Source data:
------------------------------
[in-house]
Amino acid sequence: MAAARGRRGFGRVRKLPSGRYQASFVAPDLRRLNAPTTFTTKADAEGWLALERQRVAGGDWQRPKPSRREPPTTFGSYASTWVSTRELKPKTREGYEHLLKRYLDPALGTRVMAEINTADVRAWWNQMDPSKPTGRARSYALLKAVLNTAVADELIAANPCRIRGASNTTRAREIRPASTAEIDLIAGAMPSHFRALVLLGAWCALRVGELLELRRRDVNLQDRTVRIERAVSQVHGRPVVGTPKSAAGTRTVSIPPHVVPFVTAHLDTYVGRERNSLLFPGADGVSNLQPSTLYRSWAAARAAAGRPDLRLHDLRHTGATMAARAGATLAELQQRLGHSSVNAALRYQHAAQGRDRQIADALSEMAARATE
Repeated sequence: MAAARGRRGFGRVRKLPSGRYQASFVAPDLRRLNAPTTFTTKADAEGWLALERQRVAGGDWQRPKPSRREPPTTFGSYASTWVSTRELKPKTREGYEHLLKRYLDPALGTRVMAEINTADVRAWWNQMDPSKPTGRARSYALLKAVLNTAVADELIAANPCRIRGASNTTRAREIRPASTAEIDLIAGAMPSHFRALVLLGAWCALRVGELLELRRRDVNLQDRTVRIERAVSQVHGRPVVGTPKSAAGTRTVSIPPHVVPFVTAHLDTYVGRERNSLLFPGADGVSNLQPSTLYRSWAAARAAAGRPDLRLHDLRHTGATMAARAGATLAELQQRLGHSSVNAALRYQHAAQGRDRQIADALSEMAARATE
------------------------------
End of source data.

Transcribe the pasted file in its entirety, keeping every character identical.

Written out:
[in-house]
Amino acid sequence: MAAARGRRGFGRVRKLPSGRYQASFVAPDLRRLNAPTTFTTKADAEGWLALERQRVAGGDWQRPKPSRREPPTTFGSYASTWVSTRELKPKTREGYEHLLKRYLDPALGTRVMAEINTADVRAWWNQMDPSKPTGRARSYALLKAVLNTAVADELIAANPCRIRGASNTTRAREIRPASTAEIDLIAGAMPSHFRALVLLGAWCALRVGELLELRRRDVNLQDRTVRIERAVSQVHGRPVVGTPKSAAGTRTVSIPPHVVPFVTAHLDTYVGRERNSLLFPGADGVSNLQPSTLYRSWAAARAAAGRPDLRLHDLRHTGATMAARAGATLAELQQRLGHSSVNAALRYQHAAQGRDRQIADALSEMAARATE
Repeated sequence: MAAARGRRGFGRVRKLPSGRYQASFVAPDLRRLNAPTTFTTKADAEGWLALERQRVAGGDWQRPKPSRREPPTTFGSYASTWVSTRELKPKTREGYEHLLKRYLDPALGTRVMAEINTADVRAWWNQMDPSKPTGRARSYALLKAVLNTAVADELIAANPCRIRGASNTTRAREIRPASTAEIDLIAGAMPSHFRALVLLGAWCALRVGELLELRRRDVNLQDRTVRIERAVSQVHGRPVVGTPKSAAGTRTVSIPPHVVPFVTAHLDTYVGRERNSLLFPGADGVSNLQPSTLYRSWAAARAAAGRPDLRLHDLRHTGATMAARAGATLAELQQRLGHSSVNAALRYQHAAQGRDRQIADALSEMAARATE